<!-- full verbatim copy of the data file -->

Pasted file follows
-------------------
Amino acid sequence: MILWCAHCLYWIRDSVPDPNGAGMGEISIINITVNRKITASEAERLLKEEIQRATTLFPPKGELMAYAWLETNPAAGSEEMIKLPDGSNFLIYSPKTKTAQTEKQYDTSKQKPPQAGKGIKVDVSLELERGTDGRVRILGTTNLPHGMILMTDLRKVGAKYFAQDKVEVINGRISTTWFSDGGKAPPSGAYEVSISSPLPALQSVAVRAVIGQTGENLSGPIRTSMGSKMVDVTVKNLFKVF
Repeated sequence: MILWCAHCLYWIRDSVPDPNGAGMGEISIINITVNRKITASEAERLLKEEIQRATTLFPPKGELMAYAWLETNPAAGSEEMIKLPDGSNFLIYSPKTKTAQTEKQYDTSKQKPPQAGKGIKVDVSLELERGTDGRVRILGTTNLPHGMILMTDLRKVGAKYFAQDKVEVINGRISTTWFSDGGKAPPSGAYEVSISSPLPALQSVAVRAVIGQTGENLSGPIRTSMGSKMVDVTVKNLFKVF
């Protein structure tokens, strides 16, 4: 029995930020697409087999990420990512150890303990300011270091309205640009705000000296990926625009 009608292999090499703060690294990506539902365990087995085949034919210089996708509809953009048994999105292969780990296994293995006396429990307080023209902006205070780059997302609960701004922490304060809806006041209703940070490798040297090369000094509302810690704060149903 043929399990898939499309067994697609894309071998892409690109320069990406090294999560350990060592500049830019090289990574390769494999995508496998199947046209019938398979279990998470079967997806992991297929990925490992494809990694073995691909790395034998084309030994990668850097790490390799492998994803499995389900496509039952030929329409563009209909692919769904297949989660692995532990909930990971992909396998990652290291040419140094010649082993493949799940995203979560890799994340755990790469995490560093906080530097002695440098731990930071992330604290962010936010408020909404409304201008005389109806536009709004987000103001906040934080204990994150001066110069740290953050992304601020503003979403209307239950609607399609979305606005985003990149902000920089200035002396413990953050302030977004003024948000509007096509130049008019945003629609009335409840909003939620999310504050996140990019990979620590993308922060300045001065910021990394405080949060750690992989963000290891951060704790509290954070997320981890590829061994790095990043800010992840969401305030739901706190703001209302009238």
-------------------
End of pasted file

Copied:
Amino acid sequence: MILWCAHCLYWIRDSVPDPNGAGMGEISIINITVNRKITASEAERLLKEEIQRATTLFPPKGELMAYAWLETNPAAGSEEMIKLPDGSNFLIYSPKTKTAQTEKQYDTSKQKPPQAGKGIKVDVSLELERGTDGRVRILGTTNLPHGMILMTDLRKVGAKYFAQDKVEVINGRISTTWFSDGGKAPPSGAYEVSISSPLPALQSVAVRAVIGQTGENLSGPIRTSMGSKMVDVTVKNLFKVF
Repeated sequence: MILWCAHCLYWIRDSVPDPNGAGMGEISIINITVNRKITASEAERLLKEEIQRATTLFPPKGELMAYAWLETNPAAGSEEMIKLPDGSNFLIYSPKTKTAQTEKQYDTSKQKPPQAGKGIKVDVSLELERGTDGRVRILGTTNLPHGMILMTDLRKVGAKYFAQDKVEVINGRISTTWFSDGGKAPPSGAYEVSISSPLPALQSVAVRAVIGQTGENLSGPIRTSMGSKMVDVTVKNLFKVF
């Protein structure tokens, strides 16, 4: 029995930020697409087999990420990512150890303990300011270091309205640009705000000296990926625009 009608292999090499703060690294990506539902365990087995085949034919210089996708509809953009048994999105292969780990296994293995006396429990307080023209902006205070780059997302609960701004922490304060809806006041209703940070490798040297090369000094509302810690704060149903 043929399990898939499309067994697609894309071998892409690109320069990406090294999560350990060592500049830019090289990574390769494999995508496998199947046209019938398979279990998470079967997806992991297929990925490992494809990694073995691909790395034998084309030994990668850097790490390799492998994803499995389900496509039952030929329409563009209909692919769904297949989660692995532990909930990971992909396998990652290291040419140094010649082993493949799940995203979560890799994340755990790469995490560093906080530097002695440098731990930071992330604290962010936010408020909404409304201008005389109806536009709004987000103001906040934080204990994150001066110069740290953050992304601020503003979403209307239950609607399609979305606005985003990149902000920089200035002396413990953050302030977004003024948000509007096509130049008019945003629609009335409840909003939620999310504050996140990019990979620590993308922060300045001065910021990394405080949060750690992989963000290891951060704790509290954070997320981890590829061994790095990043800010992840969401305030739901706190703001209302009238």